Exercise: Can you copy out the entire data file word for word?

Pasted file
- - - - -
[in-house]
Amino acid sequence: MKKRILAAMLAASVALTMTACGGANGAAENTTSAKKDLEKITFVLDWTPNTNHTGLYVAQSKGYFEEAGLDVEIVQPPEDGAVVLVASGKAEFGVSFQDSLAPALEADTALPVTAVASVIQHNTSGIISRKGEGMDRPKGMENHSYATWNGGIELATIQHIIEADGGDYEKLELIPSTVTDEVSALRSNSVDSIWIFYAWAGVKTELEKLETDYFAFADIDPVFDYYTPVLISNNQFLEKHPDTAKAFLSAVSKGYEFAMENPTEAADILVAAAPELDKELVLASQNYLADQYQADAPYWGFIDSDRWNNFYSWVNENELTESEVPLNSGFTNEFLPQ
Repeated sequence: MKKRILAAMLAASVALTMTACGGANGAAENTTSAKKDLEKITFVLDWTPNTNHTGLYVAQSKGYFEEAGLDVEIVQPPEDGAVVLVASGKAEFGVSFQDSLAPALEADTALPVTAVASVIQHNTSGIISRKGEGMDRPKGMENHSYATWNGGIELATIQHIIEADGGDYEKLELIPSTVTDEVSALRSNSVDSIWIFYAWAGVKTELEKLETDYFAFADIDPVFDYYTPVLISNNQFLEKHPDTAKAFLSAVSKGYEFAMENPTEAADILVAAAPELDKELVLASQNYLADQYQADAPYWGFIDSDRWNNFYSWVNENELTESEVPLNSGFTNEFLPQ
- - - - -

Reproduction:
[in-house]
Amino acid sequence: MKKRILAAMLAASVALTMTACGGANGAAENTTSAKKDLEKITFVLDWTPNTNHTGLYVAQSKGYFEEAGLDVEIVQPPEDGAVVLVASGKAEFGVSFQDSLAPALEADTALPVTAVASVIQHNTSGIISRKGEGMDRPKGMENHSYATWNGGIELATIQHIIEADGGDYEKLELIPSTVTDEVSALRSNSVDSIWIFYAWAGVKTELEKLETDYFAFADIDPVFDYYTPVLISNNQFLEKHPDTAKAFLSAVSKGYEFAMENPTEAADILVAAAPELDKELVLASQNYLADQYQADAPYWGFIDSDRWNNFYSWVNENELTESEVPLNSGFTNEFLPQ
Repeated sequence: MKKRILAAMLAASVALTMTACGGANGAAENTTSAKKDLEKITFVLDWTPNTNHTGLYVAQSKGYFEEAGLDVEIVQPPEDGAVVLVASGKAEFGVSFQDSLAPALEADTALPVTAVASVIQHNTSGIISRKGEGMDRPKGMENHSYATWNGGIELATIQHIIEADGGDYEKLELIPSTVTDEVSALRSNSVDSIWIFYAWAGVKTELEKLETDYFAFADIDPVFDYYTPVLISNNQFLEKHPDTAKAFLSAVSKGYEFAMENPTEAADILVAAAPELDKELVLASQNYLADQYQADAPYWGFIDSDRWNNFYSWVNENELTESEVPLNSGFTNEFLPQ